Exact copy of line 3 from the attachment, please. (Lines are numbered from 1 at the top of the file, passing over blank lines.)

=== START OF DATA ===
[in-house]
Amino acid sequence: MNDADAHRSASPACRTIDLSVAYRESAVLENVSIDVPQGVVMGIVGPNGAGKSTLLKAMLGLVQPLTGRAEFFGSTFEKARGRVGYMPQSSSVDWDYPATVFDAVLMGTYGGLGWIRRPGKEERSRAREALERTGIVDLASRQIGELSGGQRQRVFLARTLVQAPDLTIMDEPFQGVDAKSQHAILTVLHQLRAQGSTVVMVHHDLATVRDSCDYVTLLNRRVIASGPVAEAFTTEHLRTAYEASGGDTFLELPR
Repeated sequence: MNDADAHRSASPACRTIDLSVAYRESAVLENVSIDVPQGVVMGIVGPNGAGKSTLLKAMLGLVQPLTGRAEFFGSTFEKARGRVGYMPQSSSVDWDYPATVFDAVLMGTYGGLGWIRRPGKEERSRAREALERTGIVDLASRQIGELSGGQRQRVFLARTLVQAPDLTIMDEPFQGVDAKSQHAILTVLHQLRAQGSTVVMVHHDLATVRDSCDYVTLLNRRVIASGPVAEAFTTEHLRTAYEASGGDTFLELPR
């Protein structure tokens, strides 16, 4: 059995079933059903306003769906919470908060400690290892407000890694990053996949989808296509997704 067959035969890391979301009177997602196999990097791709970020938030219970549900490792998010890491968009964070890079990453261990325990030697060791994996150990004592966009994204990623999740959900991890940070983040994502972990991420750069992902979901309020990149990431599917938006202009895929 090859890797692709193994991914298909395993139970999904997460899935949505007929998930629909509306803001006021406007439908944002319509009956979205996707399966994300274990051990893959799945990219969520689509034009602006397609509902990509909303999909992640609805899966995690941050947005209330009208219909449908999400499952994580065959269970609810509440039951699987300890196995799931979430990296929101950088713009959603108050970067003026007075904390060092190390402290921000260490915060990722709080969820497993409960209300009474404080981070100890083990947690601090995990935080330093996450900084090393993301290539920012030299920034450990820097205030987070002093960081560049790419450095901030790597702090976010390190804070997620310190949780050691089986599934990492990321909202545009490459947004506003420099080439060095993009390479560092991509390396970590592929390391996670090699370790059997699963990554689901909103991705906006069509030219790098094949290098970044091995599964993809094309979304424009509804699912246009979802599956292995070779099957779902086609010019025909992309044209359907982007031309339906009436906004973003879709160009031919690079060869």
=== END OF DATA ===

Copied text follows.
Repeated sequence: MNDADAHRSASPACRTIDLSVAYRESAVLENVSIDVPQGVVMGIVGPNGAGKSTLLKAMLGLVQPLTGRAEFFGSTFEKARGRVGYMPQSSSVDWDYPATVFDAVLMGTYGGLGWIRRPGKEERSRAREALERTGIVDLASRQIGELSGGQRQRVFLARTLVQAPDLTIMDEPFQGVDAKSQHAILTVLHQLRAQGSTVVMVHHDLATVRDSCDYVTLLNRRVIASGPVAEAFTTEHLRTAYEASGGDTFLELPR